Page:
A close family who has found themselves stranded on an
island after a shipwreck - By J. D. Wyss

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they struck their horns and their hoofs upon the ground, which they tore up in pieces and scattered in the air. Turk and Flora, fearless of danger, ran right into the middle of them, and seizing the ears of a young buffalo, dragged him towards us. With a palpitating heart and trembling hands we fired both at the same moment; the buffaloes, terrified by the sound and by the smoke, remained for an instant motionless, as if struck by a thunderbolt, and then rushed away, and were soon beyond the reach of sight. Only one stayed behind, a female, who was no doubt the mother of the young buffalo which the dogs still kept a prisoner. She had been wounded, and now rushed furiously at the dogs. I aimed carefully and, luckily, killed her at the first shot.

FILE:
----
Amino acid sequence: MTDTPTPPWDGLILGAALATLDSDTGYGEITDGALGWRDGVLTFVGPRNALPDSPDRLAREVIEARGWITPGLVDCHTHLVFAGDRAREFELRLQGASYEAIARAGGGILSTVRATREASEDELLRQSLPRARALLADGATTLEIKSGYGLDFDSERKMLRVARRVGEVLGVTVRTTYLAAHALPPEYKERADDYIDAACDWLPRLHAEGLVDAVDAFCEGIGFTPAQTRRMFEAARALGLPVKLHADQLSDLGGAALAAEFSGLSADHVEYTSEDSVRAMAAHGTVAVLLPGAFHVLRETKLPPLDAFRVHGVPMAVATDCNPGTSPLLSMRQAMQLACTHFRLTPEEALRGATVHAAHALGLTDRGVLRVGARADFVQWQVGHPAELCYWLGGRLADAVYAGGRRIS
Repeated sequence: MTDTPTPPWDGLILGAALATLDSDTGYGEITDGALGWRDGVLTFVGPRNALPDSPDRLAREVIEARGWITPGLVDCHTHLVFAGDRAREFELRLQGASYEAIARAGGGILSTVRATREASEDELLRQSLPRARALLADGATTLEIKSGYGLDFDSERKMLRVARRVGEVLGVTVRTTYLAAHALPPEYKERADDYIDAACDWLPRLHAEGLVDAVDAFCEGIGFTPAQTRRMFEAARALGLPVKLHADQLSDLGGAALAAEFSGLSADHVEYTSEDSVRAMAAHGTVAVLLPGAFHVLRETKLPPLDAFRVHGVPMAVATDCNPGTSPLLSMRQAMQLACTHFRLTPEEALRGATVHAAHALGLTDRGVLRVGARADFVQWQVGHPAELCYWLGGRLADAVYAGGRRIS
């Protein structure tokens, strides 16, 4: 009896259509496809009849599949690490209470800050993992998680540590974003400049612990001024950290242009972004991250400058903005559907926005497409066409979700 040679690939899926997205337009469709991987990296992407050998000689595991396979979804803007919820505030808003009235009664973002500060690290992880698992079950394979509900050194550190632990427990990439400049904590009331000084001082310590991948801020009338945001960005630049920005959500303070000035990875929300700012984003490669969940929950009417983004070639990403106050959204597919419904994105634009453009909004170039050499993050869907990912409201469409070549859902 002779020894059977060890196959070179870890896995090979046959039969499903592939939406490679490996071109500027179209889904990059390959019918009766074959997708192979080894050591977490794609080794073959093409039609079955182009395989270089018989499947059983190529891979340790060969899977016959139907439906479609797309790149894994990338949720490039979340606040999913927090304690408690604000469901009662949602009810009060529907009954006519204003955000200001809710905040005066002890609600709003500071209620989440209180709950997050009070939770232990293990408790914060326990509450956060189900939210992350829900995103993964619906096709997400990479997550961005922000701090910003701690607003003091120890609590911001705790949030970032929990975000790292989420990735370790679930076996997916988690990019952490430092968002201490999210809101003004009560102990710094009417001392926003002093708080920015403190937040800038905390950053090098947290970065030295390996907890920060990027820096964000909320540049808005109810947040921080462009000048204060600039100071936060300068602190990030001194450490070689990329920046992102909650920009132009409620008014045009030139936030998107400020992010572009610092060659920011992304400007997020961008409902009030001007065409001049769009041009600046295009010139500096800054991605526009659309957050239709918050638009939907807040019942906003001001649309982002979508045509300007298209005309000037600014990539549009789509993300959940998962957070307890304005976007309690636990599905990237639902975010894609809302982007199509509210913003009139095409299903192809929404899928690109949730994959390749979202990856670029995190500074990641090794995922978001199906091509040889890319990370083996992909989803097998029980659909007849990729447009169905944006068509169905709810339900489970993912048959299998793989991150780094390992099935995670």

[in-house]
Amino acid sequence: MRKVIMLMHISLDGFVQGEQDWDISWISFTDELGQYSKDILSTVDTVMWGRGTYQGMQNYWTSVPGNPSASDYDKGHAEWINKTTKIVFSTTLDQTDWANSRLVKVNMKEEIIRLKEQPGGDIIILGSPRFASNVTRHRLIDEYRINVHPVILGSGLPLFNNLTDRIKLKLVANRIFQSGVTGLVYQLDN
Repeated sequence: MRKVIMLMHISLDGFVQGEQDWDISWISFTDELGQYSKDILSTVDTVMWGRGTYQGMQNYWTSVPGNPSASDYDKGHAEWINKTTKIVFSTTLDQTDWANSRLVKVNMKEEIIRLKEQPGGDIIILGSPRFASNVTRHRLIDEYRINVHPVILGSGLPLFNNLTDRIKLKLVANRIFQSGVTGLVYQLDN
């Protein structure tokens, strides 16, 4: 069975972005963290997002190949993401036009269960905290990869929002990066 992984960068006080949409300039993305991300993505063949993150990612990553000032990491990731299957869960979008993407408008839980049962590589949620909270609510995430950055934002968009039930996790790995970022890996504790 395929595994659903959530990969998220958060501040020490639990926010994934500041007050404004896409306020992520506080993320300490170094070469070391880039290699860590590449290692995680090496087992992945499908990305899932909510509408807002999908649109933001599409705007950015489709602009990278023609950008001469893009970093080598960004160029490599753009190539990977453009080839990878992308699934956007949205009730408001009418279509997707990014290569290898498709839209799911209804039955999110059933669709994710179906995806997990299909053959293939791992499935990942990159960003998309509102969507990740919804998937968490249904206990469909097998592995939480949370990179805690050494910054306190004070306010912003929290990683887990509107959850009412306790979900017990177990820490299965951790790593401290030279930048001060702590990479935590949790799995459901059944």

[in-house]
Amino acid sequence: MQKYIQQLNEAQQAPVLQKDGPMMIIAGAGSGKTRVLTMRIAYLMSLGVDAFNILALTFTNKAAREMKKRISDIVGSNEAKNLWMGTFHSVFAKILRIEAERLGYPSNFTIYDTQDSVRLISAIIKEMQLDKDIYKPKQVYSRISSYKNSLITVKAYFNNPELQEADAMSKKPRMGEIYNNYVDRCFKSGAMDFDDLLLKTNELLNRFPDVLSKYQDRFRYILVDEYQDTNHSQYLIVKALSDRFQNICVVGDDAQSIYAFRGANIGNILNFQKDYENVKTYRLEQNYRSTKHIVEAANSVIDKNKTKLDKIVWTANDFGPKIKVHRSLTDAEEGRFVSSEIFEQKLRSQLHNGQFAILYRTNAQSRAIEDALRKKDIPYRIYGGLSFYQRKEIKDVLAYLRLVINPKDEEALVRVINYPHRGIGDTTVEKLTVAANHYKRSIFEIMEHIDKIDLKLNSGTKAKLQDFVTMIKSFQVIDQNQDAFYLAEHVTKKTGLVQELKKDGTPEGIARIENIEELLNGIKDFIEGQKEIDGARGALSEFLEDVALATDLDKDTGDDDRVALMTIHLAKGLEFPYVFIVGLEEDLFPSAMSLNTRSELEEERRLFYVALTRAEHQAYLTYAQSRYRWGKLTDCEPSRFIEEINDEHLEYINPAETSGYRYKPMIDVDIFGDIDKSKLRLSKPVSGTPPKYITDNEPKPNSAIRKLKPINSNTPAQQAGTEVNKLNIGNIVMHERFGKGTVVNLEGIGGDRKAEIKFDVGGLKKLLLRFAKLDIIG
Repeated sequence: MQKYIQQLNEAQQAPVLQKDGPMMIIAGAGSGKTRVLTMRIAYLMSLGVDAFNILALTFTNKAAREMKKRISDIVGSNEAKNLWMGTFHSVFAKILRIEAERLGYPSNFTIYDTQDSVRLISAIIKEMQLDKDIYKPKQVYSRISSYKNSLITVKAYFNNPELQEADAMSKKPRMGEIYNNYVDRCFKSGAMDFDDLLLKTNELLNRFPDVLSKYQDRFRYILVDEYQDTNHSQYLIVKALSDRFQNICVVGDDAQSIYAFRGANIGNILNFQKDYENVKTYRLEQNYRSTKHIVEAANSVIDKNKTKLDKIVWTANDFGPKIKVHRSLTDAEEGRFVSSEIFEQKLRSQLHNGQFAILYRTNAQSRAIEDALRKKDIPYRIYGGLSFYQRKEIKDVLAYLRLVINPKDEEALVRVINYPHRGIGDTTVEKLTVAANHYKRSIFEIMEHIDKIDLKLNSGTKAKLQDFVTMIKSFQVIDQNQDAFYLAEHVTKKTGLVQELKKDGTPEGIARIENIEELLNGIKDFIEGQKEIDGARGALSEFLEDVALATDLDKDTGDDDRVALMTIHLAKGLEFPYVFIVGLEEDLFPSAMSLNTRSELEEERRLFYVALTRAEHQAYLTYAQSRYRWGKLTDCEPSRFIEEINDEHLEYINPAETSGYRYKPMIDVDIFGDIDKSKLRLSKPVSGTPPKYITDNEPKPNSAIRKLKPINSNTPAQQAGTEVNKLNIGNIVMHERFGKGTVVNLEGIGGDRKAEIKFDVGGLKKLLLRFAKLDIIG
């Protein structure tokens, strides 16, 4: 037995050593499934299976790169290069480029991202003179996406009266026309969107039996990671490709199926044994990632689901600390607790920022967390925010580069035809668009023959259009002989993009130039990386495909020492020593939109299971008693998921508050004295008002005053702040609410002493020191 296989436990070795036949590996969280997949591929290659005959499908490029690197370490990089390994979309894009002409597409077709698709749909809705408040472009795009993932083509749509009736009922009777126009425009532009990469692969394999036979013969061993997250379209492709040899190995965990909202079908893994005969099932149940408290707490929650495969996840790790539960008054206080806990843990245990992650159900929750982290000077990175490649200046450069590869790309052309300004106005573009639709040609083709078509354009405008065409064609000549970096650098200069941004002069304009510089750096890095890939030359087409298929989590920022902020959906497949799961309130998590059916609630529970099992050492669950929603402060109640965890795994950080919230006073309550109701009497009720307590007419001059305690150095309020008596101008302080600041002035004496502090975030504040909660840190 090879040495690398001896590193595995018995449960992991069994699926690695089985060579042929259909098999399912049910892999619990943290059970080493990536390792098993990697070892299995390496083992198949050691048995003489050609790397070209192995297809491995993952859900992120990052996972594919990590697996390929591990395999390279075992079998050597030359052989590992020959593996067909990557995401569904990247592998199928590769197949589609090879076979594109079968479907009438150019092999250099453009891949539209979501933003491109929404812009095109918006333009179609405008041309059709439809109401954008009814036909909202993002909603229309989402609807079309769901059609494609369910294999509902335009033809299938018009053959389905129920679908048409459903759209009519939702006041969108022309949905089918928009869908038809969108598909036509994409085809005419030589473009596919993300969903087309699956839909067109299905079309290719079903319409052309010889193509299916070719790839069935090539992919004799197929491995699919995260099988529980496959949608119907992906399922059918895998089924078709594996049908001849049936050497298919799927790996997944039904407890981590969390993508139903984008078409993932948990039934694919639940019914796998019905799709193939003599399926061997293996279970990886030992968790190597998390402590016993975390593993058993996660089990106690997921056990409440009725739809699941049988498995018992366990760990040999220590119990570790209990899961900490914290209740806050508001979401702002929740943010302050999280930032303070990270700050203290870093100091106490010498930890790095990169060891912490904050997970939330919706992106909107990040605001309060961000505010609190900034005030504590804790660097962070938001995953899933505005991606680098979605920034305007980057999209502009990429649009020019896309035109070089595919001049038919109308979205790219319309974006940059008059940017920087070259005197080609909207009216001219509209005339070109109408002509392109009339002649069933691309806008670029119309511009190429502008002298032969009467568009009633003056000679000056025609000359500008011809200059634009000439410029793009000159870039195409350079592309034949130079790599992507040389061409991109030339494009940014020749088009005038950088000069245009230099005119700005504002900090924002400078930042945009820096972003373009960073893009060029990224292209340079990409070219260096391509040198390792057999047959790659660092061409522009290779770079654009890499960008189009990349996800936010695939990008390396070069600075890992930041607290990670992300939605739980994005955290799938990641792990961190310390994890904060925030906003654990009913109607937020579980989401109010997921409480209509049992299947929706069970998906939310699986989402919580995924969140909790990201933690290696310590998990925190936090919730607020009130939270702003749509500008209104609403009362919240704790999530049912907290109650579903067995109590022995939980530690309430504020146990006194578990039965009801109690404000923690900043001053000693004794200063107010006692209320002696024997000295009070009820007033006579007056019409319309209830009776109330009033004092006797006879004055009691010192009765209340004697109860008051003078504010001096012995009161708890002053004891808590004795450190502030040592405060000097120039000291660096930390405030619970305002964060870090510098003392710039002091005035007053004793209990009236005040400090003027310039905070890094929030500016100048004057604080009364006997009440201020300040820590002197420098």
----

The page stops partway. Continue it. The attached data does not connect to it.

I was wondering what we could do with the young buffalo, who bellowed and foamed with rage, when Jack suddenly pulled out of his pocket his string with balls at the ends, and throwing it skilfully, entangled the buffalo's legs and brought him to the ground.
But, by this action, the difficulty was only partly solved. The question was now how we were to get him home. I remembered a way practised with bulls in Spain, which, though cruel, is effective^
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